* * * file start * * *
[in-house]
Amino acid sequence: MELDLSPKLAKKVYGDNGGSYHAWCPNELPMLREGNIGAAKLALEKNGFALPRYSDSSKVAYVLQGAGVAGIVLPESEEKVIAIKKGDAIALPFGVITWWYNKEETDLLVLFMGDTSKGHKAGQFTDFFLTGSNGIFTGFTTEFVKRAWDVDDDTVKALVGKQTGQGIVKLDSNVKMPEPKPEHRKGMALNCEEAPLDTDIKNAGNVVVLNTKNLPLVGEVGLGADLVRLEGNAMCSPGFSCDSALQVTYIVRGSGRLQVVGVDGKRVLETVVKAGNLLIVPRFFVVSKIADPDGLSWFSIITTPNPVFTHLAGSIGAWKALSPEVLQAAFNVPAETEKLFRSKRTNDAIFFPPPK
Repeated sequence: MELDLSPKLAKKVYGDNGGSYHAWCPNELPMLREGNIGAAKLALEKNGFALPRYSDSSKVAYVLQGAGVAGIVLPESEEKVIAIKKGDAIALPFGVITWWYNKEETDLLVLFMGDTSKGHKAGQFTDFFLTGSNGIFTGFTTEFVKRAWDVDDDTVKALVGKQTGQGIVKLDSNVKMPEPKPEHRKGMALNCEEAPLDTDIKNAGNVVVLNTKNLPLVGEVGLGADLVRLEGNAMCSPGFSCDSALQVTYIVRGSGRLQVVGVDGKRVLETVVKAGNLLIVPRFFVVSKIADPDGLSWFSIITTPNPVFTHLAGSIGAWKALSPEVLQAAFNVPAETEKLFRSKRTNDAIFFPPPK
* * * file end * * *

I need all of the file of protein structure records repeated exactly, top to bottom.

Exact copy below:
[in-house]
Amino acid sequence: MELDLSPKLAKKVYGDNGGSYHAWCPNELPMLREGNIGAAKLALEKNGFALPRYSDSSKVAYVLQGAGVAGIVLPESEEKVIAIKKGDAIALPFGVITWWYNKEETDLLVLFMGDTSKGHKAGQFTDFFLTGSNGIFTGFTTEFVKRAWDVDDDTVKALVGKQTGQGIVKLDSNVKMPEPKPEHRKGMALNCEEAPLDTDIKNAGNVVVLNTKNLPLVGEVGLGADLVRLEGNAMCSPGFSCDSALQVTYIVRGSGRLQVVGVDGKRVLETVVKAGNLLIVPRFFVVSKIADPDGLSWFSIITTPNPVFTHLAGSIGAWKALSPEVLQAAFNVPAETEKLFRSKRTNDAIFFPPPK
Repeated sequence: MELDLSPKLAKKVYGDNGGSYHAWCPNELPMLREGNIGAAKLALEKNGFALPRYSDSSKVAYVLQGAGVAGIVLPESEEKVIAIKKGDAIALPFGVITWWYNKEETDLLVLFMGDTSKGHKAGQFTDFFLTGSNGIFTGFTTEFVKRAWDVDDDTVKALVGKQTGQGIVKLDSNVKMPEPKPEHRKGMALNCEEAPLDTDIKNAGNVVVLNTKNLPLVGEVGLGADLVRLEGNAMCSPGFSCDSALQVTYIVRGSGRLQVVGVDGKRVLETVVKAGNLLIVPRFFVVSKIADPDGLSWFSIITTPNPVFTHLAGSIGAWKALSPEVLQAAFNVPAETEKLFRSKRTNDAIFFPPPK